Eskenazi Health Confirms Patient Data Was Stolen in August Ransomware Attack

Share this article on:

Indianapolis, IN-based Eskenazi Health has announced it was the victim of a ransomware attack that was detected on or around August 4, 2021.

Suspicious activity was detected and the IT team immediately shut down systems to contain the attack. Emergency protocols were implemented, with staff reverting to pen and paper to record patient data. Without access to critical IT systems the decision was taken to go on diversion and ambulances were re-routed from Health & Hospital Corporation of Marion County to alternative facilities.

An investigation was launched to determine the nature and extent of the attack. Eskenazi Health said the forensic investigation determined the hackers had first gained access to its systems on May 19, 2021 and disabled its security systems to ensure their presence in the network was not detected. The intrusion was only detected when ransomware was deployed and files started to be encrypted.

The forensic investigators confirmed the attackers had been removed from its network and systems were secure. The initial investigation into the attack indicated patient information had not been accessed or stolen by the attackers. Eskenazi Health said it did not pay the ransom and was able to recover encrypted data from backups.

On October 1, 2021, Eskenazi Health issued an update confirming new information had come to light confirming the gang behind the attack had exfiltrated files containing patient information from its systems. Some of those files have been posted on a dark web data leak site.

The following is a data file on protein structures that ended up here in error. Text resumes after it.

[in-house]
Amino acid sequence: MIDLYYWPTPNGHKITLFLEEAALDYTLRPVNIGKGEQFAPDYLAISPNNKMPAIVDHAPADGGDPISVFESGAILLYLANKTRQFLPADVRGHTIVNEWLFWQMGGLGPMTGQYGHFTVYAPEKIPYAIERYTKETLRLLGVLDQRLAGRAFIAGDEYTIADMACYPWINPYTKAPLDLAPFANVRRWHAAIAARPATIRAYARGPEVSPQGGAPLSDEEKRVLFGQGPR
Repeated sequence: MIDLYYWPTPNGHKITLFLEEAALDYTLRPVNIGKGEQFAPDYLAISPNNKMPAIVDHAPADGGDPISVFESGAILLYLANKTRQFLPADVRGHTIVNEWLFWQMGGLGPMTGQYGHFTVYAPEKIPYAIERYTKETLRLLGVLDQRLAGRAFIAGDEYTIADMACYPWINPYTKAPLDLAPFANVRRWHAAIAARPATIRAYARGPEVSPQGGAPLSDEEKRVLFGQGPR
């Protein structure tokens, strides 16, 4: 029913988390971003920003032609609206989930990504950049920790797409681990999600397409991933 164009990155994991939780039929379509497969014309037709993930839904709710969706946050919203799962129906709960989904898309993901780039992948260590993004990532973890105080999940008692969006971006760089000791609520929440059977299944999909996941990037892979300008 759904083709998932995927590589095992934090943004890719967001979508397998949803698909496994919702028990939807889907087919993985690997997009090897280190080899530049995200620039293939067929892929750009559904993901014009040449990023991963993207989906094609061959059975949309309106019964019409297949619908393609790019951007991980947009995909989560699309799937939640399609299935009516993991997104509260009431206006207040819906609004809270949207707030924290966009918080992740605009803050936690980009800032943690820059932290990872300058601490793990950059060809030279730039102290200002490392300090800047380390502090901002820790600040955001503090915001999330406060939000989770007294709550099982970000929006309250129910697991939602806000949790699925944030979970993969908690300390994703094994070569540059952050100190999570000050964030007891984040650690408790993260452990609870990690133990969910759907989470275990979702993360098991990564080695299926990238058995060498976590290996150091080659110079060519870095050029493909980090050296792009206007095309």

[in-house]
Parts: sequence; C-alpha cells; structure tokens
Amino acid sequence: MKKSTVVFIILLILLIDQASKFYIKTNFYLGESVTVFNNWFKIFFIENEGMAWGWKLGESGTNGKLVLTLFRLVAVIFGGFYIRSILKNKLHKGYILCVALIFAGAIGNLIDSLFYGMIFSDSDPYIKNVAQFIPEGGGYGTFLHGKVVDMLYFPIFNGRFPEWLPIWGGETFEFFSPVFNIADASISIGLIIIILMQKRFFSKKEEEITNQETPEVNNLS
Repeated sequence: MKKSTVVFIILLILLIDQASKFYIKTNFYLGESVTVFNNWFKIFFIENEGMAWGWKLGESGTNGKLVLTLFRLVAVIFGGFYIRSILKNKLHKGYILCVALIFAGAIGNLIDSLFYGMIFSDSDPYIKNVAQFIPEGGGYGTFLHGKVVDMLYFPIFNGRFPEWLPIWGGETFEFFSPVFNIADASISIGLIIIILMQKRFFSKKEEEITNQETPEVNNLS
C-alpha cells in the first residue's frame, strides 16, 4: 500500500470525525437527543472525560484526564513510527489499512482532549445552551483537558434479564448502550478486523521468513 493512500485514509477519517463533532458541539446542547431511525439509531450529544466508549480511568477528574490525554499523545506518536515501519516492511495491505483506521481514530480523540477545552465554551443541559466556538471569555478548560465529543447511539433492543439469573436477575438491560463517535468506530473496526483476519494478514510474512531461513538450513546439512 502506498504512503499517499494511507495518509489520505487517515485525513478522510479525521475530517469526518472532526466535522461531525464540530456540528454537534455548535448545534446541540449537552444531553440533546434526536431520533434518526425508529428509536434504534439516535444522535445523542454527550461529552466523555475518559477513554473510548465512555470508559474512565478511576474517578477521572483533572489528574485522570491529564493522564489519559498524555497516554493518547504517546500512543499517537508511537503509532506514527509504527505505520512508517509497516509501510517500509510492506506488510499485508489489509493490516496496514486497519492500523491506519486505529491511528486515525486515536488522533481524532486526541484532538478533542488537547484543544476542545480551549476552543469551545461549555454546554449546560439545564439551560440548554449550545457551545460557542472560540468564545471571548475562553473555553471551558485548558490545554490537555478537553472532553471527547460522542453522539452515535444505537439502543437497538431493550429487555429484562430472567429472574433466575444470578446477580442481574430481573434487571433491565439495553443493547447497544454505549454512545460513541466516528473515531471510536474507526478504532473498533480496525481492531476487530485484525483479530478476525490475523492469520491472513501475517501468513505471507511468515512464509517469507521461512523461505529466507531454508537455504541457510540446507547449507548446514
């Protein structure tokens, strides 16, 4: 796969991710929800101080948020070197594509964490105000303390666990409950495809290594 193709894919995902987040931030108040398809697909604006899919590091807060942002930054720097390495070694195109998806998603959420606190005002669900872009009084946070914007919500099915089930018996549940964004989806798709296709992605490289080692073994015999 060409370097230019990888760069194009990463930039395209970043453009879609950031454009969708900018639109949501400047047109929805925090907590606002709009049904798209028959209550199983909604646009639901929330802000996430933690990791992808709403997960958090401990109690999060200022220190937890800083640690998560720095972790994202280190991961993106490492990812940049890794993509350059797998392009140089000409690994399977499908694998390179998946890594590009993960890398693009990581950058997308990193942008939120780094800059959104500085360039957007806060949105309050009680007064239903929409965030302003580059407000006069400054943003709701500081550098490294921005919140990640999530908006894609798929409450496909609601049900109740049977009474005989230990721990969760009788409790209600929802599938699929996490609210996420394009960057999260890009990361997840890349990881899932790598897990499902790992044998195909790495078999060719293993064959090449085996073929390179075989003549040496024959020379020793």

A review of the stolen data confirmed the files contained names, dates of birth, addresses, telephone numbers, email addresses, ages, driver’s license numbers, medical record numbers, passport numbers, Social Security numbers, face photographs, patient account numbers, credit card information, diagnoses, physician names, prescriptions, dates of service, health insurance information, and cause/date of death for deceased patients.

Notification letters are being sent to affected individuals and complimentary credit monitoring and identity theft protection services are being provided. It is currently unclear how many patients have been affected by the attack.

Author: Steve Alder has many years of experience as a journalist, and comes from a background in market research. He is a specialist on legal and regulatory affairs, and has several years of experience writing about HIPAA. Steve holds a B.Sc. from the University of Liverpool.

Share This Post On